The ever-improving Holiday Wish List

November 2, 2009

Fast forward back to the present. I am a father. I must address this situation with my son.

Allow the one-sided interrogation to begin:

"So, you want an iPod."
"What are you going to put on it?"
"Do you even have any favorite bands?"
"Well, I really want one, daddy!"

He can probably name a few groups that offer downloadable music, like: The Wiggles, The Jonas Brothers, Miley Cyrus, and any band that has played on the iCarly show. Given that he is eight, it is probably no longer cool to "like" those acts.

So, to summarize, he wants an iPod, and he has no musical preferences. That makes sense.

As it turns out, his friend has an iTouch, it is fun to operate, and so my son wants one too.

Ah, so the truth finally comes out...

One day, that friend came over to my house with his iTouch device, and proceeded to ask me what my password is to access our home wireless internet account.

"Internet access? What do you need that for?"
The friend quickly moves beyond this question.
"What is your WEP password, Mr. O'Donnell?"
WEP? Where did he learn about WEP?

I had to chuckle, and started to ponder how much has changed between my generation and my son's. I'm sure you've done a retrospective like this every now and then.

It must have been three decades ago when my uncle came walking into the house carrying this huge box - it was one of the earliest cell phones. A "car" phone is what we called it because back then it was primarily used in a car. People didn't carry them everywhere. They were too big. They actually had an antenna, and they needed to be plugged into a power source (like your car's cigarette lighter - whoa, they don't even make those anymore).

Now, a device that is 1/100th the size can allow you to carry out about 1000x more tasks - and the battery is tiny. And people use them in the car, at the store, in restaurants, during meetings, at church (you know who you are), while walking across busy streets, on bikes, on skateboards, in elevators, in bathrooms, and sometimes even on airplanes.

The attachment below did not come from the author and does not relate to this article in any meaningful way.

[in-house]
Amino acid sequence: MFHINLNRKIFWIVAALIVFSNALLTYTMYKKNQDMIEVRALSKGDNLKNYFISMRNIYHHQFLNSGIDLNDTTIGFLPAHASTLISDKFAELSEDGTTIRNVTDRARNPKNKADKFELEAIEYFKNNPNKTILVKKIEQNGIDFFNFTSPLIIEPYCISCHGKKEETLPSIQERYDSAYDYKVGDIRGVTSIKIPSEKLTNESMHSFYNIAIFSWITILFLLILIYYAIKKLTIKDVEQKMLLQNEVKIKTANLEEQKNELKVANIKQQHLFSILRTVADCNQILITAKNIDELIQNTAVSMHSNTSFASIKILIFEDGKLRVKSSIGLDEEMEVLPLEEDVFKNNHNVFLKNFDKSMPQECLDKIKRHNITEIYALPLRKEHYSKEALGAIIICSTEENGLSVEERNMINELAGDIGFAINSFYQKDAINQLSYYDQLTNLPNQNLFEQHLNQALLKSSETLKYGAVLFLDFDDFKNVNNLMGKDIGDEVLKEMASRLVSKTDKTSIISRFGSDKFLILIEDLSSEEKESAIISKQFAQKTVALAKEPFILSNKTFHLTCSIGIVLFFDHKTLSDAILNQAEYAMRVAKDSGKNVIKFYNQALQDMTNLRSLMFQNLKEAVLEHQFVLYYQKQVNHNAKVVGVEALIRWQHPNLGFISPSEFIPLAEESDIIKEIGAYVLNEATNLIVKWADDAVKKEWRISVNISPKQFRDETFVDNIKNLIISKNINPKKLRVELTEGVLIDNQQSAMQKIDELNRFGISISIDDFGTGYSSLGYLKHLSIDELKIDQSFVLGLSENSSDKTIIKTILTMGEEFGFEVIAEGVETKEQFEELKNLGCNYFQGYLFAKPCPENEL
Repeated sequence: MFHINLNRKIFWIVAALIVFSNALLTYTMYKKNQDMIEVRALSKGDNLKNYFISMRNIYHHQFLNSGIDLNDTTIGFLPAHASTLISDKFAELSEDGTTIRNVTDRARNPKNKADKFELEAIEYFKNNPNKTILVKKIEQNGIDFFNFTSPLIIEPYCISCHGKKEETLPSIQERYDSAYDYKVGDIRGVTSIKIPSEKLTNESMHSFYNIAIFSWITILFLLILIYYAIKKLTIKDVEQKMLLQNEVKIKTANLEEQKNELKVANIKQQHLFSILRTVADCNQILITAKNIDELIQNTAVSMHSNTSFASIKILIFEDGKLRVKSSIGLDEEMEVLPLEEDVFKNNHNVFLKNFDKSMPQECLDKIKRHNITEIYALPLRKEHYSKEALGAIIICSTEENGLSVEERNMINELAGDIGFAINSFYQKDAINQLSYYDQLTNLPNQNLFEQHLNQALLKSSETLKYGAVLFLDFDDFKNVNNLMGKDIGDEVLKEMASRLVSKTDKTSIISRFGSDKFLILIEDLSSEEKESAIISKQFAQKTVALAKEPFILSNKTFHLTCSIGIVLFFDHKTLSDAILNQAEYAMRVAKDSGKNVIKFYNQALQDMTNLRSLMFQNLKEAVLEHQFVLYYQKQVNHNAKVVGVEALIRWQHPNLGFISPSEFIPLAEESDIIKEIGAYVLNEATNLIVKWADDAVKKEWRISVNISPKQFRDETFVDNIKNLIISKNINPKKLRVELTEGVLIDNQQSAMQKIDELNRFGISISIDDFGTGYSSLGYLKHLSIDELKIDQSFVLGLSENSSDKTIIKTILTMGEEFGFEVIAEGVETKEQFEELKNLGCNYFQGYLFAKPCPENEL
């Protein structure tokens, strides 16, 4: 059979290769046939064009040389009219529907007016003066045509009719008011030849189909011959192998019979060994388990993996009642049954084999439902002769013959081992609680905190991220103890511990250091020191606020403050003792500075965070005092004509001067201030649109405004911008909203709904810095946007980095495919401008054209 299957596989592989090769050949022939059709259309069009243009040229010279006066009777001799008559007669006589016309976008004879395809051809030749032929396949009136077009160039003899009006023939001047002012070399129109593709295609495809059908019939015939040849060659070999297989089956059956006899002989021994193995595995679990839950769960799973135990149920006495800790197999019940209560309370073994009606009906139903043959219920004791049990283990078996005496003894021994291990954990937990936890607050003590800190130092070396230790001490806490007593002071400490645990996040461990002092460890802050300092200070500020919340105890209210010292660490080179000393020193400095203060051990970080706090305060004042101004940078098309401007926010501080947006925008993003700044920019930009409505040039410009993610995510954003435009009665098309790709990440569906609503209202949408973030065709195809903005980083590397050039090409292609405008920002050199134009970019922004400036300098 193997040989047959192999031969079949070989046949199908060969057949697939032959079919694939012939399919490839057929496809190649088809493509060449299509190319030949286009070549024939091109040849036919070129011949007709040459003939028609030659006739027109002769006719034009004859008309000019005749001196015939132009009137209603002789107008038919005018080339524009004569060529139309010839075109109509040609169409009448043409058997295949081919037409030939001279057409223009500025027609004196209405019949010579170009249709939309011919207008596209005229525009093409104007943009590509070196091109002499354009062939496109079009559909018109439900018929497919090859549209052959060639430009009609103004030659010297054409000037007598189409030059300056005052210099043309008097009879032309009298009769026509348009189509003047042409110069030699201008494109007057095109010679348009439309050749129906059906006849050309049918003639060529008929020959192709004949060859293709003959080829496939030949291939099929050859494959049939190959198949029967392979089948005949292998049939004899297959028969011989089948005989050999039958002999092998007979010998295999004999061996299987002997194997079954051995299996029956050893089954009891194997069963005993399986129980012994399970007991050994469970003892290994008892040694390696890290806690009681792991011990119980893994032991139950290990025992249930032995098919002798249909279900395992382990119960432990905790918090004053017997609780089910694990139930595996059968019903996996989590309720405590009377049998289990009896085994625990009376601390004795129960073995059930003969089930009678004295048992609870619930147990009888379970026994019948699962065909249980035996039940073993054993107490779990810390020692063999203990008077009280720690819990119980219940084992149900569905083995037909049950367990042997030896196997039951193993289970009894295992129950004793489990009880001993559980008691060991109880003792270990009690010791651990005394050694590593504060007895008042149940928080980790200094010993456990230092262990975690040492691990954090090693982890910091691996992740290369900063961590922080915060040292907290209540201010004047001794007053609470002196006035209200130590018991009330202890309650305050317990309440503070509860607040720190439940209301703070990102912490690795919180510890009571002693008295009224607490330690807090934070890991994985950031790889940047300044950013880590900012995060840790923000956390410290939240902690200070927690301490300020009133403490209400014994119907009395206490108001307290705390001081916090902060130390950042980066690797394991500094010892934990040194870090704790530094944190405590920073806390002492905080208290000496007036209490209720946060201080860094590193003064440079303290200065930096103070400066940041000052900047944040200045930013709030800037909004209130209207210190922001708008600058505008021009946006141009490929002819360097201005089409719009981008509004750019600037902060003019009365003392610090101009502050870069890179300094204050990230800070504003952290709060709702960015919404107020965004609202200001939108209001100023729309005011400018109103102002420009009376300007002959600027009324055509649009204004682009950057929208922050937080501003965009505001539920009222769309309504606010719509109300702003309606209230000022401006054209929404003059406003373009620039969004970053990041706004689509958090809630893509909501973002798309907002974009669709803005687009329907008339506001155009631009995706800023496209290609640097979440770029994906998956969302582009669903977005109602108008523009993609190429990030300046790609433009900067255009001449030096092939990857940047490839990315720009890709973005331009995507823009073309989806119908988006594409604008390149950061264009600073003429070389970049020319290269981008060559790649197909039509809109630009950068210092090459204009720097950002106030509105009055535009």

Music. When I was younger, my father had a stereo system in the house that included an 8-track player. He had a few selections from Elvis Presley and Blood, Sweat and Tears. I remember my grandparents actually having an 8-track player in their car. Wow.

8-tracks died out in the early 80's because of their bulkiness and the high expense to build the hardware. Remember how big those things were?

Now, my son's friend can use his iTouch to download full songs through thin air, in seconds - simply by purchasing them on digital music sites on the internet (and using my home wireless account, nonetheless). And his device can fit more songs than a whole garage full of 8-track tapes.

Back then, VCR's and 10 cable channels. Today, Blu-Ray players that can download movies almost instantly - through wireless - if you subscribe to one of those internet movie services. Oh, and there are hundreds upon hundreds of cable channels. Thousands maybe. I don't think anyone knows anymore.

Back then, VHF and UHF, and getting up from your couch to change the channel using two dials. Now, HD and multi-functional remote controllers.

Back then, Atari's lame version of Pac-Man. Now, being able to play Mario Kart with some kid who lives in Germany.

Back then, searching a 30-year-old encyclopedia for nearly a half hour, all to answer the question: "What was the last World Series team to come back from a 3-1 deficit and win it all?" Now, typing that same question into an internet search engine and getting an instant answer.

By the way, it was the KC Royals in 1985. The loser - the Saint Louis Cardinals.

Back then, knowing that the only thing between you and fame is somehow beating out thousands of wannabes in finding your way onto Star Search with Ed McMahon. Now, knowing the only thing between you and fame is simply recording a 10-second video, uploading it on YouTube, and watching it go viral.

Is that how we have accumulated so many people who are famous, but no one knows why they are famous? Sorry, a bit off topic now.

Anyway, my wife and I still haven't made our decision on our son's Christmas gift. Maybe it'll be an iPod/iTouch/iNano. Maybe it will be some other, cheaper device. Sadly, a train set and a new pair of pajamas doesn't seem to cut it this days.

As for our six-year-old daughter, she posed an interesting question about Christmas the other day. This is what she asked me, complete with her "ums":

"Daddy, um, for Christmas, um, you know the elves at the North Pole…um, well, how do they, um, make the toys for Christmas, and, um, what do they do when they have to go to the bathroom?"

I'll bet Santa has never heard that one before. We'll make it a point to ask him in the department store after Thanksgiving.

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